Lecture04-2003 - Lecture IV: The Canonical Form and Null...

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Lecture IV: The Canonical Form and Null Spaces I. To demonstrate the meaning of null space matrices, I first want to discuss the use of canonical forms. A canonical form is a solution to an underidentified system of equations. For example in a crop selection model we may have a land and a labor constraint xxxxx xx x 12345 12 34 5 100 2 3 4 250 + + + + = ++ = A. The matrix operations used to reduce this matrix to a row reduced form are 10 21 111111 0 0 231412 5 0 11 01 1 1 1 1 1 100 01 12 1 5 0 10 2 1 2 5 0 01 1 2 15 0 −− 1. This representation is a canonical form representing a solution to the system of equations. Specifically, x 1 =50, x 2 =50, x 3 =0, x 4 =0, x 5 =0 solves the system of equations. 2. In addition, the solution says something about maintaining feasibility in the nonbasic variables. Taking the columns from the nonbasic, or zero-level, variables we can form a homogeneous set of equations ( Ax =0): 22 0 20 5 5 x x + = −+ −=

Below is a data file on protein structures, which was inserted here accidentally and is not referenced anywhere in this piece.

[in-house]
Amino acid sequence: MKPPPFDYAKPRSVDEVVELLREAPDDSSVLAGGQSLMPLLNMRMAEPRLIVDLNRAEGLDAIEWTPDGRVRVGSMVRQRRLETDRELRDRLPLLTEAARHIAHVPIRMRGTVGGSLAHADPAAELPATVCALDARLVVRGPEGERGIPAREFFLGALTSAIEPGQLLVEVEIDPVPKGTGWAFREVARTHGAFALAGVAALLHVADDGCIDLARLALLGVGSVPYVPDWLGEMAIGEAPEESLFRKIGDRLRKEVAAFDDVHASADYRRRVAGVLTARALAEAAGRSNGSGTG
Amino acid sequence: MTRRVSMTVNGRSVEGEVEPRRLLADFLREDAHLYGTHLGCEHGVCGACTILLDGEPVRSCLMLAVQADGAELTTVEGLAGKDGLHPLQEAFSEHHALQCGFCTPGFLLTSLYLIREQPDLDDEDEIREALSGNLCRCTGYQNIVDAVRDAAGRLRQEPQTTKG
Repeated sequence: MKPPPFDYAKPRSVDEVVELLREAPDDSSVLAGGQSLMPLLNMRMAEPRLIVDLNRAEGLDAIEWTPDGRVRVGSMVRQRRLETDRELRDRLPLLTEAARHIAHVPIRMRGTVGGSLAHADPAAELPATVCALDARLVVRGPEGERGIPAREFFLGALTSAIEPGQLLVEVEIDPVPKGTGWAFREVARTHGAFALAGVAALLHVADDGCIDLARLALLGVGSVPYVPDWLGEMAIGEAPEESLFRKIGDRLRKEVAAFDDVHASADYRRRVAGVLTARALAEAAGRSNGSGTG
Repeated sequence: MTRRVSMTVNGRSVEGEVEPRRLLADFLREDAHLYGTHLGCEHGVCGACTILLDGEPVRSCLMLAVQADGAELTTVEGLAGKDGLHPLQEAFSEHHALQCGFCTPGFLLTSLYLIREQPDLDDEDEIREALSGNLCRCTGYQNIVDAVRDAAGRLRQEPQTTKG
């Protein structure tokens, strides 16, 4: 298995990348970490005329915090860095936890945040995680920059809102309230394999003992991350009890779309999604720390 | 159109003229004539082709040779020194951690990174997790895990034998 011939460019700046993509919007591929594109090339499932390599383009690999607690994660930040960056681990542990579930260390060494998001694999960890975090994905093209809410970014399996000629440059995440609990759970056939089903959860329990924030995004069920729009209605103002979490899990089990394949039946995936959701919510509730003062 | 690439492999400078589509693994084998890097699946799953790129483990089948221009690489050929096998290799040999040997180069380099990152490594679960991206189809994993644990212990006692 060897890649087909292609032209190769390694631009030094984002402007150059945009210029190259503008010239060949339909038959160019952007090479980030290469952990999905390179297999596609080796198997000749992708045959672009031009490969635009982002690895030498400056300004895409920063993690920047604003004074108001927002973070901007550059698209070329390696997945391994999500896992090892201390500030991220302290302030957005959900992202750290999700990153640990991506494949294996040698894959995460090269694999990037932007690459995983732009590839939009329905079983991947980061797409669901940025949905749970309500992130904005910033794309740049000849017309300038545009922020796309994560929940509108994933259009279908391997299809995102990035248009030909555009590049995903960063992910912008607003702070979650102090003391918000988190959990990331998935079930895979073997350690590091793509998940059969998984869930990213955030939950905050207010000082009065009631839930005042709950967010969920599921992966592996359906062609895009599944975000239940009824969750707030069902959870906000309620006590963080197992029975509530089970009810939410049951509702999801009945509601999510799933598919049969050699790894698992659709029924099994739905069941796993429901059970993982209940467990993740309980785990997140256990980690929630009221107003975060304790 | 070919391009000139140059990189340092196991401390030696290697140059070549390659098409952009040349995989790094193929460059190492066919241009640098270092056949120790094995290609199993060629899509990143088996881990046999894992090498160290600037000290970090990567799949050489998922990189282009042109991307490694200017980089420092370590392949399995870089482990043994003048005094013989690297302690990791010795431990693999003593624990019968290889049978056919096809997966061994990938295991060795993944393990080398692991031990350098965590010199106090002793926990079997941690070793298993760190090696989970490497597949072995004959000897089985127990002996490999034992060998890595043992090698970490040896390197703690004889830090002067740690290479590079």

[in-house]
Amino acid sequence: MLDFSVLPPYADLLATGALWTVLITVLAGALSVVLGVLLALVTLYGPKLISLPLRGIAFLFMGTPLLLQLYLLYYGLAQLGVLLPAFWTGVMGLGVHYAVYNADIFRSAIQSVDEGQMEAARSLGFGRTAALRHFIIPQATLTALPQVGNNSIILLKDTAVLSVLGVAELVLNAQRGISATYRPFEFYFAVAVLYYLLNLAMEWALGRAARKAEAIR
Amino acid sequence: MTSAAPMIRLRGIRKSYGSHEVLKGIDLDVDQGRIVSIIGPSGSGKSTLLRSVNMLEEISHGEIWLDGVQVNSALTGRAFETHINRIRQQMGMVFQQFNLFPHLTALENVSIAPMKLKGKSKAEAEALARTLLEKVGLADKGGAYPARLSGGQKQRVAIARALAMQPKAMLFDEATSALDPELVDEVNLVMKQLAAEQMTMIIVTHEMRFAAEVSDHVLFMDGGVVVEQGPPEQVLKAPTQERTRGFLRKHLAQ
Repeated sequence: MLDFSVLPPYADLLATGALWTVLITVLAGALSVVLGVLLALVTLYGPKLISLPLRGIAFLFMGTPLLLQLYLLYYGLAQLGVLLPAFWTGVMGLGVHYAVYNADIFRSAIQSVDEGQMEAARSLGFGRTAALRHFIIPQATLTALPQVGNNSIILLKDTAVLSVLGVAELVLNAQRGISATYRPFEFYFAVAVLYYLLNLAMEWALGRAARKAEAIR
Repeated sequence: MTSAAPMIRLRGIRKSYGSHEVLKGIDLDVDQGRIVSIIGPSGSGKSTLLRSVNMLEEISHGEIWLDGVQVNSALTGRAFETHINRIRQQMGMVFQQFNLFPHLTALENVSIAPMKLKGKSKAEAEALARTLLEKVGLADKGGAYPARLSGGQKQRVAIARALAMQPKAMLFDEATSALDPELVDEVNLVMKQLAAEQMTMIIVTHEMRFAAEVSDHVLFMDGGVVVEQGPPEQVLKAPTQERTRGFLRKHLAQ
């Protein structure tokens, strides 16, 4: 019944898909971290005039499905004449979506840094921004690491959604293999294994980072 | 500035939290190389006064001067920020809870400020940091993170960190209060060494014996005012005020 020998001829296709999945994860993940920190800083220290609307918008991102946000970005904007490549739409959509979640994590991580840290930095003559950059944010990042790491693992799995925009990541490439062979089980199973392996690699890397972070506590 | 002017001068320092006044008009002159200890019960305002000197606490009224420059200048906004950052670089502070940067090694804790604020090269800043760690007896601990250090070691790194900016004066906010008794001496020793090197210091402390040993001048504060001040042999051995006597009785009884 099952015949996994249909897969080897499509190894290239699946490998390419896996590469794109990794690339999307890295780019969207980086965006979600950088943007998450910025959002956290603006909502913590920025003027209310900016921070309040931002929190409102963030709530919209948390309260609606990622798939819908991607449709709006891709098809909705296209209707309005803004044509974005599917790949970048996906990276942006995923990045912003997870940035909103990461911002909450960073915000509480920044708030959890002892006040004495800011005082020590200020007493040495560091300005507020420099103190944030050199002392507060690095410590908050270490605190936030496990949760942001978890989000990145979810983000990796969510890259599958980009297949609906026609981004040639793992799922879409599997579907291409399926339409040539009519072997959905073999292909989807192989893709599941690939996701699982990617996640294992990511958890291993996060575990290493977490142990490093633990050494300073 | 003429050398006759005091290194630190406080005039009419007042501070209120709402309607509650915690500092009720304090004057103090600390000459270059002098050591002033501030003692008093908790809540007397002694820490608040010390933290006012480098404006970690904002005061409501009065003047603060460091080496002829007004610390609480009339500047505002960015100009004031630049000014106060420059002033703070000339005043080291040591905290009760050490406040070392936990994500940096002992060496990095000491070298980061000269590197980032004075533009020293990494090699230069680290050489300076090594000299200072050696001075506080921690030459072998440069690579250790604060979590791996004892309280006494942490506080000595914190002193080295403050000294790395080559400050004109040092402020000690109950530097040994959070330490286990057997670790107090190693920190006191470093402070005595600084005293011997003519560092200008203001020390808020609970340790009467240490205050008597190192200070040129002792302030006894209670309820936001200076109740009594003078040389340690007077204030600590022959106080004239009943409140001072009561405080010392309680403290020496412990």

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Lecture04-2003 - Lecture IV: The Canonical Form and Null...

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